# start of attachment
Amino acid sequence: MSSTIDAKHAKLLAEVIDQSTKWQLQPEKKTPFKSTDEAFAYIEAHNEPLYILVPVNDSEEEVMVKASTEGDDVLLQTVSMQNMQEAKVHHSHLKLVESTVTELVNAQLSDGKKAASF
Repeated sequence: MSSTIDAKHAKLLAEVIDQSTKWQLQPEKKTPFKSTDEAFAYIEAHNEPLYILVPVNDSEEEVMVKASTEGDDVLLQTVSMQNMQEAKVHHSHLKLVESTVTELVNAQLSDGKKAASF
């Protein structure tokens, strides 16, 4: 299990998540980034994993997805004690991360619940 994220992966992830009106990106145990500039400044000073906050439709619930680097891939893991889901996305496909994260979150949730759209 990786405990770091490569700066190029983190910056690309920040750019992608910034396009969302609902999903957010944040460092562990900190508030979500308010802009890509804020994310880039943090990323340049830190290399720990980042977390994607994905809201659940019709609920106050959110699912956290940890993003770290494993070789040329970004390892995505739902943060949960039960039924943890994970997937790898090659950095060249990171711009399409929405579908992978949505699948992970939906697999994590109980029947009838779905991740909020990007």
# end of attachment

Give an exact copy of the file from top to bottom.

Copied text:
Amino acid sequence: MSSTIDAKHAKLLAEVIDQSTKWQLQPEKKTPFKSTDEAFAYIEAHNEPLYILVPVNDSEEEVMVKASTEGDDVLLQTVSMQNMQEAKVHHSHLKLVESTVTELVNAQLSDGKKAASF
Repeated sequence: MSSTIDAKHAKLLAEVIDQSTKWQLQPEKKTPFKSTDEAFAYIEAHNEPLYILVPVNDSEEEVMVKASTEGDDVLLQTVSMQNMQEAKVHHSHLKLVESTVTELVNAQLSDGKKAASF
């Protein structure tokens, strides 16, 4: 299990998540980034994993997805004690991360619940 994220992966992830009106990106145990500039400044000073906050439709619930680097891939893991889901996305496909994260979150949730759209 990786405990770091490569700066190029983190910056690309920040750019992608910034396009969302609902999903957010944040460092562990900190508030979500308010802009890509804020994310880039943090990323340049830190290399720990980042977390994607994905809201659940019709609920106050959110699912956290940890993003770290494993070789040329970004390892995505739902943060949960039960039924943890994970997937790898090659950095060249990171711009399409929405579908992978949505699948992970939906697999994590109980029947009838779905991740909020990007």